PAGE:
INDIANAPOLIS – Tyrone Ross, 30, Indianapolis, was sentenced to five years in federal prison for being a felon in possession of a firearm. Ross is prohibited from possessing firearms due to multiple prior felony convictions. The possession of the firearm took place on May 30, 2020, during the protests in response to the murder of George Floyd.
According to court documents and statements made during the change of plea hearing, on May 30, 2020, Ross was on federal property in front of the Birch Bayh Federal Courthouse, in downtown Indianapolis, when he pulled out a pistol from under his clothing. Ross then fired multiple shots across Ohio Street, which at the time was filled with numerous pedestrians and vehicles. Ross then ran west on Ohio Street and fired one additional shot in the air in front of the Federal Courthouse.
“Following the murder of George Floyd by police, many peaceful and law-abiding protesters took to the streets in downtown Indianapolis and all over the country to express their outrage and heartbreak. With utter disregard for the lives of everyone present, an illegally armed felon fired multiple shots in this crowded area,” said Zachary A. Myers, U.S. Attorney for the Southern District of Indiana. “Today’s prison sentence demonstrates that armed criminals who risk the lives of the public will face serious consequences.”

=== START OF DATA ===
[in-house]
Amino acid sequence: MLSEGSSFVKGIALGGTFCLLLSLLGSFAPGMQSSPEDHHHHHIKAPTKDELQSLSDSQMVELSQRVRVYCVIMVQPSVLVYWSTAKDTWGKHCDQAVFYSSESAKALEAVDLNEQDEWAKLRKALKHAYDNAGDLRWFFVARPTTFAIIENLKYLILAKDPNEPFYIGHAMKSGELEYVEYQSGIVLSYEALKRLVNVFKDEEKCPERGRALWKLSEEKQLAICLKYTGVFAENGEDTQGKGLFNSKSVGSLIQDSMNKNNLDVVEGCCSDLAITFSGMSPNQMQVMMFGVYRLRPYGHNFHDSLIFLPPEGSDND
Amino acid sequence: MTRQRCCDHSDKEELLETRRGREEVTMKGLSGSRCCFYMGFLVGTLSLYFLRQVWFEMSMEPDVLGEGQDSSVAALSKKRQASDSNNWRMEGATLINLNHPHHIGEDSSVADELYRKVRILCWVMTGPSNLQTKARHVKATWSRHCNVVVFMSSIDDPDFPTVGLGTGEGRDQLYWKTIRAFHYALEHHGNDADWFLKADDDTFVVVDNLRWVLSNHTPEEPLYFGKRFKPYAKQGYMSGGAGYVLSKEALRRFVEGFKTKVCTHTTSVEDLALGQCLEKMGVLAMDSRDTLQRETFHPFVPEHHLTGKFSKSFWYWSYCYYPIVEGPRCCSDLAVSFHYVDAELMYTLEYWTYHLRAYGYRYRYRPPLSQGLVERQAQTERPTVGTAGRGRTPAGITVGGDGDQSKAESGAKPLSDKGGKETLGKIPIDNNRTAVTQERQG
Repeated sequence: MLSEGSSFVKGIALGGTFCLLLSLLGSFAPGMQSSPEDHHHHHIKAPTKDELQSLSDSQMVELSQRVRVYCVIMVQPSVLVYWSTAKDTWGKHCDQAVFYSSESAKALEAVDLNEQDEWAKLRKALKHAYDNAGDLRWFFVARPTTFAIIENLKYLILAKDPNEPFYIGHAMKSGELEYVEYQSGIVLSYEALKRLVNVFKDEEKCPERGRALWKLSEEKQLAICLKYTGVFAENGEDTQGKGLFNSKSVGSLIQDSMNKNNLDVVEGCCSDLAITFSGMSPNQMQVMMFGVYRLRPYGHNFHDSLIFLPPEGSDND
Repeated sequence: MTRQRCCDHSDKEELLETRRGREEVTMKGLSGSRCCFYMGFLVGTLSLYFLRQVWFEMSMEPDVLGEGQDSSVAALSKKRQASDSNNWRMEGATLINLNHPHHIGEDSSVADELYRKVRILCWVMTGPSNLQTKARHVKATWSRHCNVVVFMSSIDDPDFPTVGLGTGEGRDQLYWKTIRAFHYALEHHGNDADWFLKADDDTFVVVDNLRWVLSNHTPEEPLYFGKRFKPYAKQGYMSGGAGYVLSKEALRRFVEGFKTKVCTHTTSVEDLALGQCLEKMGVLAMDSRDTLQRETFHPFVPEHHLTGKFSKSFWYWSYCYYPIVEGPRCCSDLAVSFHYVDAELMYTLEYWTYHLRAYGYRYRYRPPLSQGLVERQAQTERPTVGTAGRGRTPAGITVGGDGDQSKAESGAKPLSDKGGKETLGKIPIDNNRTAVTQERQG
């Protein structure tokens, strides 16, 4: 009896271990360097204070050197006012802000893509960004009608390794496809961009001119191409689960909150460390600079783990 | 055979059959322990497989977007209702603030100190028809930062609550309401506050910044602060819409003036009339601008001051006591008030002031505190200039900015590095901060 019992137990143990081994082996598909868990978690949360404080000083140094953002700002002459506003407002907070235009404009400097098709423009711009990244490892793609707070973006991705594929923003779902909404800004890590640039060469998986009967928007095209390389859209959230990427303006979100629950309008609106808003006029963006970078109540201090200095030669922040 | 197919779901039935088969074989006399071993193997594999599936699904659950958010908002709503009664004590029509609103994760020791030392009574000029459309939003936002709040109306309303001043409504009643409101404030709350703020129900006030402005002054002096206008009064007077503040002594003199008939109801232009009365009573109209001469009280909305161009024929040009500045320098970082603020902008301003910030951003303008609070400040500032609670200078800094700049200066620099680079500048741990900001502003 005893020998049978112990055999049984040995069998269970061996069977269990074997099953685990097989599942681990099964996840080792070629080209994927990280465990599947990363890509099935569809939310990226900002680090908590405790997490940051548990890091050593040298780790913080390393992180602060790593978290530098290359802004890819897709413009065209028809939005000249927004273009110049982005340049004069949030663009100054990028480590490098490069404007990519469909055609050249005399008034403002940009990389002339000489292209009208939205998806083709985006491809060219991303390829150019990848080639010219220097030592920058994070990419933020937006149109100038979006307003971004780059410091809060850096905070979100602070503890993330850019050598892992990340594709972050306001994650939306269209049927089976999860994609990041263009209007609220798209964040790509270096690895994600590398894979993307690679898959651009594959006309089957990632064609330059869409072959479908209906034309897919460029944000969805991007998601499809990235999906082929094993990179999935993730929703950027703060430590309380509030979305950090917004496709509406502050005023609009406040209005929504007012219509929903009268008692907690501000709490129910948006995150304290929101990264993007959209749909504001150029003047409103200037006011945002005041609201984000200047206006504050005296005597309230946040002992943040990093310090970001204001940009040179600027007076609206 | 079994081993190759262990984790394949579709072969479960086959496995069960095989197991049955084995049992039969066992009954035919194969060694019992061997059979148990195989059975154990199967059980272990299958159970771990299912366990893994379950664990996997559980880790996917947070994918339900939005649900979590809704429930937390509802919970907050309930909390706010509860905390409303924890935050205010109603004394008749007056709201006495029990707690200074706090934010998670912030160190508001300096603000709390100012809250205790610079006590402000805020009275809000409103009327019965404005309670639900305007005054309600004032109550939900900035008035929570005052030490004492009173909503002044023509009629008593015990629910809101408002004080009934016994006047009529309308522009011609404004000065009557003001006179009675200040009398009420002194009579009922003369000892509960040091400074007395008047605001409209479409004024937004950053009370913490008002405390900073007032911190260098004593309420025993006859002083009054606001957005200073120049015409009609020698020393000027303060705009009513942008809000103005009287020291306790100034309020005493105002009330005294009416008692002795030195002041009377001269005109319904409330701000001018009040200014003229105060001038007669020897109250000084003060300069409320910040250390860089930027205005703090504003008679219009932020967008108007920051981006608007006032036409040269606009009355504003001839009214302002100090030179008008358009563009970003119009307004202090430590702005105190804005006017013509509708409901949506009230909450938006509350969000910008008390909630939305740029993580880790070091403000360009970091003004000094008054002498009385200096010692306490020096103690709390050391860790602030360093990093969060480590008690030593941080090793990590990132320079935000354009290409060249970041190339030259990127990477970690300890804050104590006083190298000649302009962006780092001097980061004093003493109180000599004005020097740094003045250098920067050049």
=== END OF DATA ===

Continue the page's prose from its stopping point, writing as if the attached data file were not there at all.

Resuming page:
“This sentence should serve as a warning to others who illegally possess a firearm and choose to violate federal law and endanger others in the process,” said FBI Indianapolis Special Agent in Charge Herbert J. Stapleton. “The FBI will continue our efforts, along with our law enforcement partners, to remove violent criminals from the streets of our community and ensure the safety of our residents.”
The Federal Bureau of Investigation conducted the investigation. The sentence was imposed by U.S. District Judge Jane Magnus-Stinson. As part of the sentence, Judge Magnus-Stinson ordered that Ross be supervised by the U.S. Probation Office for 3 years following his release from federal prison
U.S. Attorney Myers thanked Assistant U.S. Attorney Peter Blackett who prosecuted the case.